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Comments
14 Responses
  1. Avatar photo James says:

    How close to the fibre cable do you need to be “within reach” to count as the 68%?

    1. Avatar photo Andrew Ferguson says:

      68% is the Gigabit figure, so you have either Virgin Media DOCSIS 3.1 or FTTP as an option.

      To be classed as FTTP passed it means available to order today at standard pricing with install in 2-3 weeks. So excludes fibre on demand and other voucher schemes. Though if someone uses a voucher or pays for FoD once connected they will count.

      The Ofcom checker should let you see what they say for your address and if wrong then take it up with them, don’t just complain online.

    2. Avatar photo Jonny says:

      The figure will be the percentage of premises that are able to place an order for a gigabit-tier broadband service.

  2. Avatar photo LincolnshireLeftOut says:

    Good question as I too was wondering this.

    I do feel though it may be a fair distance to keep the percentage as high as possible.

    There are properties less than 1 mile from us that have FTTP via Openreach but they won’t entertain us. We can’t even apply to use the Gigabit voucher scheme as no ISPs are accepting them for our area.

    1. Avatar photo Andrew Ferguson says:

      Should not be counted at all. Generally it means the fibre manifold is on the pole where your drop wire comes from and that manifold is connected to the headend exchange and has light on it.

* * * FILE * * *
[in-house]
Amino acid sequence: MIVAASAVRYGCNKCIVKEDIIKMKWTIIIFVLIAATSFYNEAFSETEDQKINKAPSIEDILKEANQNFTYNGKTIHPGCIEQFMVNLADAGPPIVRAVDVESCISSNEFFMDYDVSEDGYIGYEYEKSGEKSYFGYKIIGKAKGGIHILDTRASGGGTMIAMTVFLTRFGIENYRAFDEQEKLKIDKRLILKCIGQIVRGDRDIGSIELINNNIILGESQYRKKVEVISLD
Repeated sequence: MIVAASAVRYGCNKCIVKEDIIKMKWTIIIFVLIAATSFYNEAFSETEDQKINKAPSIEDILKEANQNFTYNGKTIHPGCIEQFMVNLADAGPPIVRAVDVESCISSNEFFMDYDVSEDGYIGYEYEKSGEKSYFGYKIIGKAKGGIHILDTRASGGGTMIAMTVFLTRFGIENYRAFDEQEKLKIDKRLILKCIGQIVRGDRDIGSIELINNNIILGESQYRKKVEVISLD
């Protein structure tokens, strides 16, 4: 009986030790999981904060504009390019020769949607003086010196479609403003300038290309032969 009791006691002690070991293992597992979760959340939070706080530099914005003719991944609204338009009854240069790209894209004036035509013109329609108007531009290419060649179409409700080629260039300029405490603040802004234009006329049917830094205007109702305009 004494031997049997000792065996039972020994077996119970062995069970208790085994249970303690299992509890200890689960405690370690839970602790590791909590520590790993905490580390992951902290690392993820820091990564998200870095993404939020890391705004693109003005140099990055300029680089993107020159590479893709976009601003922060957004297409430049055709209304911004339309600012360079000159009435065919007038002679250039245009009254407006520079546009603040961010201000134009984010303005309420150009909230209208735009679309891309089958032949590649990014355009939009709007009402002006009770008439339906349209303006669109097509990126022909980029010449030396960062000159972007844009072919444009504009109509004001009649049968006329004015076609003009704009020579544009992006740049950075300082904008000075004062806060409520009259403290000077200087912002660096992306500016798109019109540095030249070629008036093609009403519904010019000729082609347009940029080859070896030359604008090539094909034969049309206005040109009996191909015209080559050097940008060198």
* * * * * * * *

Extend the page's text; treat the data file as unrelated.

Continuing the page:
2. Avatar photo GNewton says:

      I know of an altnet where fibre is all the way up to the fibre manifold on the pole, and connected to the to the exchange, yet potential customers still won’t be able to order a fibre service for another year or two.

      Hence the Ofcom study should be taken with a grain of salt.

    3. Avatar photo Andrew Ferguson says:

      If the thinkbroadband checker says yes and provider says no then I want to know.

      If a provider has given incorrect data to Ofcom they can be fined.

  3. Avatar photo Jimbo says:

    I think their consultants on the results of survey gigabit broadband are paid to achieve fictional results.

    Here in CV13 top speed is 30M down and 5M up

    They said gigabit broadband won’t be hear until 2026!!!

    1. Avatar photo Andrew Ferguson says:

      CV13 is a large area covering around 5,000 premises.

      So for example
      CV13 0DL thinkbroadband estimate 7 Mbps from VDSL2, BT suggest 12 to 19 Mbps Ofcom say 22 Mbps down/1 Mbps up. Ofcom figure is high as they publish using the VDSL2 top range figure.

      CV13 0QR was an old eo line, but now has Openreach FTTP so Gigabit capable.

      So what does https://checker.ofcom.org.uk/en-gb/broadband-coverage say for your actual address?

  4. Avatar photo Mark says:

    The “Not Spots” for mobile don’t seemed to have changed. A claim that England has 99%-100% Outdoor 4G coverage of Premises, that’s a joke!

  5. Avatar photo Fred says:

    Friendly reminder that Virgin Media is still insisting that gig1 is available across their entire network. It isn’t.

  6. Avatar photo Chris says:

    Well, I would like to know were they these figures from, I only just about get 4g still, my home broadband sucks im if I get up to 15mbs, yet virgin and other broadband company’s have gone completely around us and not even given a thought for my street or area, well done to the top toffees that don’t think things through

  7. Avatar photo Ben says:

    I have recently upgraded my virgin package to the 1GB fiber and to be honest I haven’t really noticed much difference, this is because most devices at the moment are not compatible with this kind of speed you need a device that supports WiFi 6 or WiFi 6E to take full advantage of the speed so it’s kind of pointless to have at the moment.

  8. Avatar photo Sam P says:

    I’m impressed

Comments are closed